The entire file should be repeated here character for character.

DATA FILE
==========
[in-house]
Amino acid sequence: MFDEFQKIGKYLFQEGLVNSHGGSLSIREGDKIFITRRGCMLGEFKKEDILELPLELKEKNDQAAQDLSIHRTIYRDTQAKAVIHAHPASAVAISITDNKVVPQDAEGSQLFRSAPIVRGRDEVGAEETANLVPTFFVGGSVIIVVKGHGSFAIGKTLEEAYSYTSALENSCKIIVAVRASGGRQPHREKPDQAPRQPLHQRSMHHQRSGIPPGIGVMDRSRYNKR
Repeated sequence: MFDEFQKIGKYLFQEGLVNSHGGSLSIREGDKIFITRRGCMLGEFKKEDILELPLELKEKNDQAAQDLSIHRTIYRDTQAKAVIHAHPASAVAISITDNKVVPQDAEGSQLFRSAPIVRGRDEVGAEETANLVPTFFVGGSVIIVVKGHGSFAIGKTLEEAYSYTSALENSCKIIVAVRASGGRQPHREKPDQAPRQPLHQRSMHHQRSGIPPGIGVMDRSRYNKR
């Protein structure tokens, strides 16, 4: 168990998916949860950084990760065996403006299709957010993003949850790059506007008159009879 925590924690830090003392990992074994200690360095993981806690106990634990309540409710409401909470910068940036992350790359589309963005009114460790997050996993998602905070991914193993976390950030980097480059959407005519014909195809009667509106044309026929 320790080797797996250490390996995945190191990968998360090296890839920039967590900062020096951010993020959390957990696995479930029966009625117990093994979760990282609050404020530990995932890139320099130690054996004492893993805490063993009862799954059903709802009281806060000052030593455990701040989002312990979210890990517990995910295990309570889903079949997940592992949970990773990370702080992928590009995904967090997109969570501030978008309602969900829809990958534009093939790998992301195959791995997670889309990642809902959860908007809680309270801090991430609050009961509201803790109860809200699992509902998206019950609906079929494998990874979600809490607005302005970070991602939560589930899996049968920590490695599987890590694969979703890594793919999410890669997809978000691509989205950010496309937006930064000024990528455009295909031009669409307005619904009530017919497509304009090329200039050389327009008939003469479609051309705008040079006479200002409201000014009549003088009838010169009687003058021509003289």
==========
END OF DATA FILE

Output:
[in-house]
Amino acid sequence: MFDEFQKIGKYLFQEGLVNSHGGSLSIREGDKIFITRRGCMLGEFKKEDILELPLELKEKNDQAAQDLSIHRTIYRDTQAKAVIHAHPASAVAISITDNKVVPQDAEGSQLFRSAPIVRGRDEVGAEETANLVPTFFVGGSVIIVVKGHGSFAIGKTLEEAYSYTSALENSCKIIVAVRASGGRQPHREKPDQAPRQPLHQRSMHHQRSGIPPGIGVMDRSRYNKR
Repeated sequence: MFDEFQKIGKYLFQEGLVNSHGGSLSIREGDKIFITRRGCMLGEFKKEDILELPLELKEKNDQAAQDLSIHRTIYRDTQAKAVIHAHPASAVAISITDNKVVPQDAEGSQLFRSAPIVRGRDEVGAEETANLVPTFFVGGSVIIVVKGHGSFAIGKTLEEAYSYTSALENSCKIIVAVRASGGRQPHREKPDQAPRQPLHQRSMHHQRSGIPPGIGVMDRSRYNKR
């Protein structure tokens, strides 16, 4: 168990998916949860950084990760065996403006299709957010993003949850790059506007008159009879 925590924690830090003392990992074994200690360095993981806690106990634990309540409710409401909470910068940036992350790359589309963005009114460790997050996993998602905070991914193993976390950030980097480059959407005519014909195809009667509106044309026929 320790080797797996250490390996995945190191990968998360090296890839920039967590900062020096951010993020959390957990696995479930029966009625117990093994979760990282609050404020530990995932890139320099130690054996004492893993805490063993009862799954059903709802009281806060000052030593455990701040989002312990979210890990517990995910295990309570889903079949997940592992949970990773990370702080992928590009995904967090997109969570501030978008309602969900829809990958534009093939790998992301195959791995997670889309990642809902959860908007809680309270801090991430609050009961509201803790109860809200699992509902998206019950609906079929494998990874979600809490607005302005970070991602939560589930899996049968920590490695599987890590694969979703890594793919999410890669997809978000691509989205950010496309937006930064000024990528455009295909031009669409307005619904009530017919497509304009090329200039050389327009008939003469479609051309705008040079006479200002409201000014009549003088009838010169009687003058021509003289």